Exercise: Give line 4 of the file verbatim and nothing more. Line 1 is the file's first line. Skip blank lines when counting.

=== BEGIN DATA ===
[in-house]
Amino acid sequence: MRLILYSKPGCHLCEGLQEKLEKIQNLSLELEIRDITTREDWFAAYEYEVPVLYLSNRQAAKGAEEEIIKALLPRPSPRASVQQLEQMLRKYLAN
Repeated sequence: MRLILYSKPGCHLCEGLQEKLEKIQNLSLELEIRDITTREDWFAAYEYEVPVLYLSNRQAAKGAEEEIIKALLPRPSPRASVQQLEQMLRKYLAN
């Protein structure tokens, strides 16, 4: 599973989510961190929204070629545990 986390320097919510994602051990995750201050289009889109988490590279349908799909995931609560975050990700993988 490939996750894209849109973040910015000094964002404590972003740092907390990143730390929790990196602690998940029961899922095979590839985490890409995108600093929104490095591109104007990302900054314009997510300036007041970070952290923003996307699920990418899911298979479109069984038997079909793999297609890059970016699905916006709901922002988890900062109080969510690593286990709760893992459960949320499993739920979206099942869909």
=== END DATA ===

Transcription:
């Protein structure tokens, strides 16, 4: 599973989510961190929204070629545990 986390320097919510994602051990995750201050289009889109988490590279349908799909995931609560975050990700993988 490939996750894209849109973040910015000094964002404590972003740092907390990143730390929790990196602690998940029961899922095979590839985490890409995108600093929104490095591109104007990302900054314009997510300036007041970070952290923003996307699920990418899911298979479109069984038997079909793999297609890059970016699905916006709901922002988890900062109080969510690593286990709760893992459960949320499993739920979206099942869909």